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Health Information For Parents
I had a C-section with my first child. Now that I’m pregnant with my second, I’d really like to try to have a vaginal delivery. But is that safe — for me and my baby?
Many women who have had a cesarean section (or C-section) with their first pregnancy are interested in a vaginal delivery for their second or later births. For years, women who’d had a C-section were encouraged to skip vaginal deliveries altogether and schedule C-sections for all future births.
But these days, a vaginal birth after cesarean (or VBAC) is considered a safe option for many women and their babies. And, with a vaginal delivery, you can come home sooner and recover quicker.
The reason for your first C-section, the type of incision made on your uterus, and other factors in your medical history will determine whether or not you can have a VBAC:
The incision on your skin does not necessarily go in the same direction as the incision on your uterus. Also, if you’ve had more than one C-section, a VBAC might not be an option.
Of course, not all women who try to have a VBAC succeed. The American College of Obstetricians and Gynecologists (ACOG) estimates that about 60% to 80% of women who try to have a VBAC succeed.
Although a VBAC does come with risks, many women are able to have one with no complications at all. If you’re interested in having a VBAC, talk to your doctor to weigh the risks and benefits. And check with your hospital well in advance to make sure they’ll allow it — if they don’t and you have your heart set on a vaginal birth, you may need to change hospitals.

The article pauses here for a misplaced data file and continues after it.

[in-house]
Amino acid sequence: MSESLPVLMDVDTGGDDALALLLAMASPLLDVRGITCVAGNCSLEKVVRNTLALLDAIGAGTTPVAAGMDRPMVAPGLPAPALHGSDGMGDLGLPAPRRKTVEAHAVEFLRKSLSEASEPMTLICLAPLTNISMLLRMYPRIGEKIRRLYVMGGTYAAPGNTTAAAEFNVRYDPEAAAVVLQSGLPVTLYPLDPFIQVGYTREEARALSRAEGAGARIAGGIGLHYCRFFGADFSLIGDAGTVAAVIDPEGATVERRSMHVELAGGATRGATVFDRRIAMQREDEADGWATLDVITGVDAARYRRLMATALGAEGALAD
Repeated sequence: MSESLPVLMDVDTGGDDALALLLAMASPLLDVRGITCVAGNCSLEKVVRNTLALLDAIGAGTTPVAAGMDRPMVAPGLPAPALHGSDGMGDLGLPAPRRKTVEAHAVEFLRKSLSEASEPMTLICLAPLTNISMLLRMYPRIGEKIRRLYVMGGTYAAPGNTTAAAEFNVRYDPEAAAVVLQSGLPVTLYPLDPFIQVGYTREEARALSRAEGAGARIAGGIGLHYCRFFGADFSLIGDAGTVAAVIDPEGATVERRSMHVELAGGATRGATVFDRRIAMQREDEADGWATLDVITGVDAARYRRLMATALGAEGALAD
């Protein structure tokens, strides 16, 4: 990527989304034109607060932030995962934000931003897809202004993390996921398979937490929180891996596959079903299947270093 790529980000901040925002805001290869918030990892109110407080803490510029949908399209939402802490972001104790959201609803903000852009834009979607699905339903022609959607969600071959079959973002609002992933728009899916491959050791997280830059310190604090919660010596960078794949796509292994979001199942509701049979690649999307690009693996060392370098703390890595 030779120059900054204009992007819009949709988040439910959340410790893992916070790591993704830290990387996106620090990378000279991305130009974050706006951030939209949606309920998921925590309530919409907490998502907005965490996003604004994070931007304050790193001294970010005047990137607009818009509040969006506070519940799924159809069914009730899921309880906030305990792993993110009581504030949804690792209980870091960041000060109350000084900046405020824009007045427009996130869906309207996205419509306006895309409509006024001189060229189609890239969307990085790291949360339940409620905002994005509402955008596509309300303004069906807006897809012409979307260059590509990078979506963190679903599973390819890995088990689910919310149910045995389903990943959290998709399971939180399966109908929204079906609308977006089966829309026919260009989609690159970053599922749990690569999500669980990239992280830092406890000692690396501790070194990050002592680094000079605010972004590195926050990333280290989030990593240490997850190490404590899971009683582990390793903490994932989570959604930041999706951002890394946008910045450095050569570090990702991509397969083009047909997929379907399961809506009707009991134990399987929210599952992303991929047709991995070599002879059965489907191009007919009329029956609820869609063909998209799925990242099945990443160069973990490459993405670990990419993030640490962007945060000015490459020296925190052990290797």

Advice and information for expectant and new parents.
Epidurals can make giving birth more calm, controlled, and comfortable. Find out more.
Some women choose to give birth using no medications at all, relying instead on relaxation techniques and controlled breathing for pain. Get more information on natural childbirth.
Many babies are delivered via cesarean sections. Learn why and how C-sections are done.
Where you choose to give birth is an important decision. Is a hospital or a birth center right for you? Knowing the facts can help you make your decision.
After giving birth, you’ll notice you’ve changed somewhat – both physically and emotionally. Here’s what to expect after labor and delivery.
Find out what the experts have to say.
The reality of labor and birth may seem extremely far off – but now’s the time to start planning for your baby by creating a birth plan that details your wishes.
Note: All information is for educational purposes only. For specific medical advice, diagnoses, and treatment, consult your doctor.
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